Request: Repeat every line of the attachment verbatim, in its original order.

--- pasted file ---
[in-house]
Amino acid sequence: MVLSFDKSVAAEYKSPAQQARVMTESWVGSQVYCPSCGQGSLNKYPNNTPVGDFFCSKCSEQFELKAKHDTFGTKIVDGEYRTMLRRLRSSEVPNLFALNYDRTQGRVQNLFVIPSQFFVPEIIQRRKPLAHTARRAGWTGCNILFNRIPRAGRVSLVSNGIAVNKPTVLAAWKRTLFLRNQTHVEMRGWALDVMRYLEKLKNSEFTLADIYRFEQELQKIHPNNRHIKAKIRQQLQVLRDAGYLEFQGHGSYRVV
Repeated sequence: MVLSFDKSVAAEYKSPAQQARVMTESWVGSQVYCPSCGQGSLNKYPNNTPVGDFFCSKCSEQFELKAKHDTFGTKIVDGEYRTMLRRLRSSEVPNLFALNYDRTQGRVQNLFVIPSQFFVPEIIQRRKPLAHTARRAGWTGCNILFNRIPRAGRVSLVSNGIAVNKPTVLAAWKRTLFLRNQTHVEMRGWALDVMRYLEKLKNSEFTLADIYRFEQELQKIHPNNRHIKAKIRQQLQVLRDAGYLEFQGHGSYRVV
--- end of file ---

[in-house]
Amino acid sequence: MVLSFDKSVAAEYKSPAQQARVMTESWVGSQVYCPSCGQGSLNKYPNNTPVGDFFCSKCSEQFELKAKHDTFGTKIVDGEYRTMLRRLRSSEVPNLFALNYDRTQGRVQNLFVIPSQFFVPEIIQRRKPLAHTARRAGWTGCNILFNRIPRAGRVSLVSNGIAVNKPTVLAAWKRTLFLRNQTHVEMRGWALDVMRYLEKLKNSEFTLADIYRFEQELQKIHPNNRHIKAKIRQQLQVLRDAGYLEFQGHGSYRVV
Repeated sequence: MVLSFDKSVAAEYKSPAQQARVMTESWVGSQVYCPSCGQGSLNKYPNNTPVGDFFCSKCSEQFELKAKHDTFGTKIVDGEYRTMLRRLRSSEVPNLFALNYDRTQGRVQNLFVIPSQFFVPEIIQRRKPLAHTARRAGWTGCNILFNRIPRAGRVSLVSNGIAVNKPTVLAAWKRTLFLRNQTHVEMRGWALDVMRYLEKLKNSEFTLADIYRFEQELQKIHPNNRHIKAKIRQQLQVLRDAGYLEFQGHGSYRVV